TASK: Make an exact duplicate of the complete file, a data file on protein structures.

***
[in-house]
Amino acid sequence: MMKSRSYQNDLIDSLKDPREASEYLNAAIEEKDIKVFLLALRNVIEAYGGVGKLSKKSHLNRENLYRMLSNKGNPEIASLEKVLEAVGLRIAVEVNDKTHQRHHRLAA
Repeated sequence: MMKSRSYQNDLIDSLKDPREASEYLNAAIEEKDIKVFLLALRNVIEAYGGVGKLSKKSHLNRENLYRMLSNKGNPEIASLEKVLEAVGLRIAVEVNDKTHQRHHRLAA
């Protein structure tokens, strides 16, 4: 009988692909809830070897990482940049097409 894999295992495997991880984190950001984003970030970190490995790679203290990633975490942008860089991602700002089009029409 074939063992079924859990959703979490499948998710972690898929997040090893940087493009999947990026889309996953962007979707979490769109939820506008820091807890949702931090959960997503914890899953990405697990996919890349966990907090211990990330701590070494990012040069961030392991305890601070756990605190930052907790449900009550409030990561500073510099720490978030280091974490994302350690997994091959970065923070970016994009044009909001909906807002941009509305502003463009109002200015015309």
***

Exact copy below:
[in-house]
Amino acid sequence: MMKSRSYQNDLIDSLKDPREASEYLNAAIEEKDIKVFLLALRNVIEAYGGVGKLSKKSHLNRENLYRMLSNKGNPEIASLEKVLEAVGLRIAVEVNDKTHQRHHRLAA
Repeated sequence: MMKSRSYQNDLIDSLKDPREASEYLNAAIEEKDIKVFLLALRNVIEAYGGVGKLSKKSHLNRENLYRMLSNKGNPEIASLEKVLEAVGLRIAVEVNDKTHQRHHRLAA
């Protein structure tokens, strides 16, 4: 009988692909809830070897990482940049097409 894999295992495997991880984190950001984003970030970190490995790679203290990633975490942008860089991602700002089009029409 074939063992079924859990959703979490499948998710972690898929997040090893940087493009999947990026889309996953962007979707979490769109939820506008820091807890949702931090959960997503914890899953990405697990996919890349966990907090211990990330701590070494990012040069961030392991305890601070756990605190930052907790449900009550409030990561500073510099720490978030280091974490994302350690997994091959970065923070970016994009044009909001909906807002941009509305502003463009109002200015015309």